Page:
Tuesday, November 2, 2010

My Vagina Monologue




October is breast cancer awareness month, as was clearly made evident by the pinkification of all things around us. For the sake of awareness, the manliest of men graced the streets with pink paraphernalia in a show of solidarity to the millions of women who either suffer from this affliction or have lost their lives as a direct cause. Not one soul batted an eyelash at NFL line men delivering bone crushing, “I ain’t never scared” hits in a stylish pair of pink cleats with matching mittens And rightfully so. Social taboos should be cast aside in an effort to highlight matters relevant to the diaspora. So as much as it pains me to reference the vagina in any manner other than my typical pubescent school boy banter, I will go against my norm in an effort to highlight another affliction that disproportionately affects African American women; Uterine fibroids.

So a few years back, one of my close friends had been hospitalized due to uterine fibroids.The details of this experience involved rapid weight loss, surgeries, loss of blood, medication and multiple unpleasant events of the like. I, being the need to know it all that I am, naively asked: “What’s Uterine Fibroids?” I’m sure I passed out several times in my head as she described it to me but managed to maintain some form of acceptable male decorum. It wasn’t so much the “what” it was as it was the “where” it was that had me wanting to leave where I was at. All in all, It was comforting to know that she was on the road to recovery and felt much better. What I wasn’t aware of was that I would be hearing that exact same story from three to four other women in the next few years. What in the world was going on?

So what exactly are uterine fibroids and why is it so frequent in African American women? From what I gather, Uterine fibroids are typically benign tumors that grow on the uterus. It is treatable but in worst case scenarios can result in a hysterectomy and is most often the leading cause. Age plays a significant role in that fibroids are more likely to occur in women during their middle and later reproductive years. A ha! Since most or my peers were reaching their middle and later reproductive years, that explained the multiple occurrences but not so much the racial disparity. So what exactly was going on in black women that caused fibroids to be more prevalent? Somehow I think fried chicken is behind this.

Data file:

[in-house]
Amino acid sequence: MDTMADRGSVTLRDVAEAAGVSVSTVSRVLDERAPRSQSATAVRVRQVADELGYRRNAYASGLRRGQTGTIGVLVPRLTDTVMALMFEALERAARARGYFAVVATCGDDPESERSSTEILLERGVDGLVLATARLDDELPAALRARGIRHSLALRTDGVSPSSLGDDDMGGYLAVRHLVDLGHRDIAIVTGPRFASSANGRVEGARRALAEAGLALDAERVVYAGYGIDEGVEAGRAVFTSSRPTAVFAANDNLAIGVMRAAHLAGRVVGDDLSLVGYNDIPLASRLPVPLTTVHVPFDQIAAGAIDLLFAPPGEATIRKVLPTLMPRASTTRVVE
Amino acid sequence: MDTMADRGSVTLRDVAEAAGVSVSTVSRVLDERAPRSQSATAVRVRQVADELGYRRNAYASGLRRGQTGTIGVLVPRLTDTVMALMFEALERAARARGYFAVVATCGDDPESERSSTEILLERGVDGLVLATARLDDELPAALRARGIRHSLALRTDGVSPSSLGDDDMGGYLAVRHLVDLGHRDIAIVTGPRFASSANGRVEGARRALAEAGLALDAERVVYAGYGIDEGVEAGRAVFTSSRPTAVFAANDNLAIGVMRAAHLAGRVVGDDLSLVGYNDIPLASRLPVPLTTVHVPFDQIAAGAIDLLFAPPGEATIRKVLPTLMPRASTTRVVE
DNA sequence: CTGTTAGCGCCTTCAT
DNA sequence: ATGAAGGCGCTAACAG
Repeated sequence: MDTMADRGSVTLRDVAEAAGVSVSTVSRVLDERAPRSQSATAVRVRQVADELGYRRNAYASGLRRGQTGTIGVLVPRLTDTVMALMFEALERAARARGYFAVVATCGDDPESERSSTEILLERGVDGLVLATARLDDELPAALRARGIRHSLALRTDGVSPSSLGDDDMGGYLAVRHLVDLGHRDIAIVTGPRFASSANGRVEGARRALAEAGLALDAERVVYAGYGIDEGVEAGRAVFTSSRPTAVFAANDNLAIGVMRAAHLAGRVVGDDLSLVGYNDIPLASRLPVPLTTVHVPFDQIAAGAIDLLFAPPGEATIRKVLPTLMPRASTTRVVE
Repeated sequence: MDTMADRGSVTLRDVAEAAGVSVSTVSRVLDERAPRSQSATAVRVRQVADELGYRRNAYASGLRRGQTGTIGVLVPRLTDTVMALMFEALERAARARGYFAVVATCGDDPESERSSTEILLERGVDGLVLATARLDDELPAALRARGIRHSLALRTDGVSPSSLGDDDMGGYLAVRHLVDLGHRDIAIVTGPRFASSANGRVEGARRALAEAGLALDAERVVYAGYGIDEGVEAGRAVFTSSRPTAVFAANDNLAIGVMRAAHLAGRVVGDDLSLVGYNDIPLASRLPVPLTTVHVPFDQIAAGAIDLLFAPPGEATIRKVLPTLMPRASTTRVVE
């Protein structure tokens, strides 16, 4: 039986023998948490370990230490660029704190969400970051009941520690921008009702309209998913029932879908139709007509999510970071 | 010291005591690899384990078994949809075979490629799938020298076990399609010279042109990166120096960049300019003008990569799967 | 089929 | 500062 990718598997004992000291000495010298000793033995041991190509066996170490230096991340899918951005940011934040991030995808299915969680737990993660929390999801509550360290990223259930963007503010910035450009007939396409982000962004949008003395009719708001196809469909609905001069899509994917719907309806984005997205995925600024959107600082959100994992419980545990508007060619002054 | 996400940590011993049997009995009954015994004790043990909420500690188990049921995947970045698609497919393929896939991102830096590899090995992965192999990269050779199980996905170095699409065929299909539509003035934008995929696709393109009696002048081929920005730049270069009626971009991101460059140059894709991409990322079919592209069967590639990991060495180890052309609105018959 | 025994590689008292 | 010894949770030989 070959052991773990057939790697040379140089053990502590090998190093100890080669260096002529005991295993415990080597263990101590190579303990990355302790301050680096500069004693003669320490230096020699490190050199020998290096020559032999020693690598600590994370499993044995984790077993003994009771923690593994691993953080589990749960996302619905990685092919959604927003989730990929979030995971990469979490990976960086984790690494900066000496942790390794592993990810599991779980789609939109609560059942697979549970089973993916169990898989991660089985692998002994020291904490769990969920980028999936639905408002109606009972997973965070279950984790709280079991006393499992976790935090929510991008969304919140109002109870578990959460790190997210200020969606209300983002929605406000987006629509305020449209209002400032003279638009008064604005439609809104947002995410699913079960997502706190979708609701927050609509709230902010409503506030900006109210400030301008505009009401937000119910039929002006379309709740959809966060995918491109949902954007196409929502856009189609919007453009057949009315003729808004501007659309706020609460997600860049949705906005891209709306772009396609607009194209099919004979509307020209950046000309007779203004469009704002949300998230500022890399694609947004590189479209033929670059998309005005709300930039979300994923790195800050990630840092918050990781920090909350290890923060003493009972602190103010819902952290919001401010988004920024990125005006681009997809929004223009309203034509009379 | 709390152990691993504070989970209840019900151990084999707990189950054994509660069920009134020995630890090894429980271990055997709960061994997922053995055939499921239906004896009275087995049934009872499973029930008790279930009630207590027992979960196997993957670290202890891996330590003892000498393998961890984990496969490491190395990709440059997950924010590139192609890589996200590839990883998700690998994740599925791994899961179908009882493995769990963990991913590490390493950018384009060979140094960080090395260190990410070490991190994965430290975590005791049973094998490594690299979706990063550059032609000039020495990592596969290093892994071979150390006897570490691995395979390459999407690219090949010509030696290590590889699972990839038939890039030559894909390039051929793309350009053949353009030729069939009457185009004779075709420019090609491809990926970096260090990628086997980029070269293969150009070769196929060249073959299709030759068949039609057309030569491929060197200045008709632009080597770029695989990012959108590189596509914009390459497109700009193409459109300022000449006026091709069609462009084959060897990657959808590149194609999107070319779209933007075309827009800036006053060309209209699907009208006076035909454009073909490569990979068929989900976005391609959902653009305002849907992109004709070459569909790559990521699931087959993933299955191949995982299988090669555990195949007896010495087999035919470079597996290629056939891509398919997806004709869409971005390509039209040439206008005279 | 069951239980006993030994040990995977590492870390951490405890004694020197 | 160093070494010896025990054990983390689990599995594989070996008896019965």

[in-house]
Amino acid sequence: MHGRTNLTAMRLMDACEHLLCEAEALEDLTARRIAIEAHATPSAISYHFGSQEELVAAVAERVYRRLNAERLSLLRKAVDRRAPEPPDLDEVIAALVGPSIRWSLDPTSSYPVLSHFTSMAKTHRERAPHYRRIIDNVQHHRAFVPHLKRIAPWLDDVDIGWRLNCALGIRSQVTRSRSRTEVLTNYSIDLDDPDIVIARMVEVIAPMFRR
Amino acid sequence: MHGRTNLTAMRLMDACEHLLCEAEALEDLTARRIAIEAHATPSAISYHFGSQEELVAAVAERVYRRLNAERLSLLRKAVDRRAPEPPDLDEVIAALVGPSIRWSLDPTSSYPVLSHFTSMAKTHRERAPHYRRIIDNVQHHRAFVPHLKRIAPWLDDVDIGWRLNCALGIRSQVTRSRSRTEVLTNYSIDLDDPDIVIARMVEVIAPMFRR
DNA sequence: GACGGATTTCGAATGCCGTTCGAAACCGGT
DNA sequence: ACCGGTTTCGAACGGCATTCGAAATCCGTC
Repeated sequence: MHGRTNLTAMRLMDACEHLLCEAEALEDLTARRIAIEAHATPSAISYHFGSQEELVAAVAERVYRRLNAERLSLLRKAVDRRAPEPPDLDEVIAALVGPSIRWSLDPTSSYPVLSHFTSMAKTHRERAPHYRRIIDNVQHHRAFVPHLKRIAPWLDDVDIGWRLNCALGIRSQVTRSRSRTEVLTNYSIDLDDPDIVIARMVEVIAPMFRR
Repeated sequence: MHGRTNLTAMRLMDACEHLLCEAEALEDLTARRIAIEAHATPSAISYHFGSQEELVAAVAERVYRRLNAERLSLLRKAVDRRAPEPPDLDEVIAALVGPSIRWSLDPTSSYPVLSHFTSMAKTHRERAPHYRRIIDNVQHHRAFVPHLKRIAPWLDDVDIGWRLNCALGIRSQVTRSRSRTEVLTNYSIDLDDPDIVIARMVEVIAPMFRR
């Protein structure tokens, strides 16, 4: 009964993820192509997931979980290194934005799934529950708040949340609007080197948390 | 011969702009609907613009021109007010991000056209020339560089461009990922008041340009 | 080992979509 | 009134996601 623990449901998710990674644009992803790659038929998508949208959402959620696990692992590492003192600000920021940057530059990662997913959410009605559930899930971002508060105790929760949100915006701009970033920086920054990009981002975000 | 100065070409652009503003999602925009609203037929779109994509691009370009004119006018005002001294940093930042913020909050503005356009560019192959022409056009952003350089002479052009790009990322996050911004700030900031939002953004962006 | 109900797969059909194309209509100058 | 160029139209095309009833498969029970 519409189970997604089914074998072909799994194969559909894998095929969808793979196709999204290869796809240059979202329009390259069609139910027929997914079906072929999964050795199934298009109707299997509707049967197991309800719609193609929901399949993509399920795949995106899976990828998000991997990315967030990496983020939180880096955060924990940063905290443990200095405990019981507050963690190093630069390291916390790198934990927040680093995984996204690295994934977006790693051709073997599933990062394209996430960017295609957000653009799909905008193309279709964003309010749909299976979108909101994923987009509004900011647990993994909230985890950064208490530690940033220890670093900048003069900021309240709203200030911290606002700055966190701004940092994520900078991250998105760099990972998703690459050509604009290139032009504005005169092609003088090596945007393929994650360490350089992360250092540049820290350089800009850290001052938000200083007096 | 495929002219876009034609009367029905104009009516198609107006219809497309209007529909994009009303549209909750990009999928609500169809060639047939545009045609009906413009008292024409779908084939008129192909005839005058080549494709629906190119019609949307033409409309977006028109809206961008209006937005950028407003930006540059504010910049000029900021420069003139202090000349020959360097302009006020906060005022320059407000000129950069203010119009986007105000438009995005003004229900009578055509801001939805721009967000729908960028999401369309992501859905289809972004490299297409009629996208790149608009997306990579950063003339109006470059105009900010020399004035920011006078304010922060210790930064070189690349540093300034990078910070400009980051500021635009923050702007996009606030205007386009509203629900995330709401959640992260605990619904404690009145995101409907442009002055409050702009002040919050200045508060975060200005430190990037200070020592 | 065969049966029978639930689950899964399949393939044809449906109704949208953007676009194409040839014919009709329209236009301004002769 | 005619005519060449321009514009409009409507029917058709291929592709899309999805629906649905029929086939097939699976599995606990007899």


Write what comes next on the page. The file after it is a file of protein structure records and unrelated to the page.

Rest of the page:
The more I heard of fibroids, the more unconfirmed rumors surfaced. Hormones used in the growing of foods were said to be the cause. Chicken had a turn at primary suspect . Just being an African American woman was also sent up to bat as a root source. After some time, I couldn’t tell what was fact from farce. The only thing I knew for sure was that every time I said the word fibroid in a room, someone (or 3) had a story about themselves or a family member that had endured that ordeal. So how come it was so frequent but equally undisclosed?

Rather than speculate on a subject of which I have very little knowledge, It would be prudent to defer to those who actually do have an expertise through research and personal experience.

The Fibroids Project (www.fibroidsproject.com) was created by Renee Brown in an effort to centralize the information, treatment and research associated with uterine fibroids as well as provide support for those who require it. Given the frequency of fibroids, that information, research and support pertains to about 80% of women. It would also behoove the 80% percent of men who are either with these women or related to be informed. In a few years when our collective prostates are under duress, we all know it will be women who will be there to support us as they always have so why not pay it forward now?

The Fibroids Project Podcast

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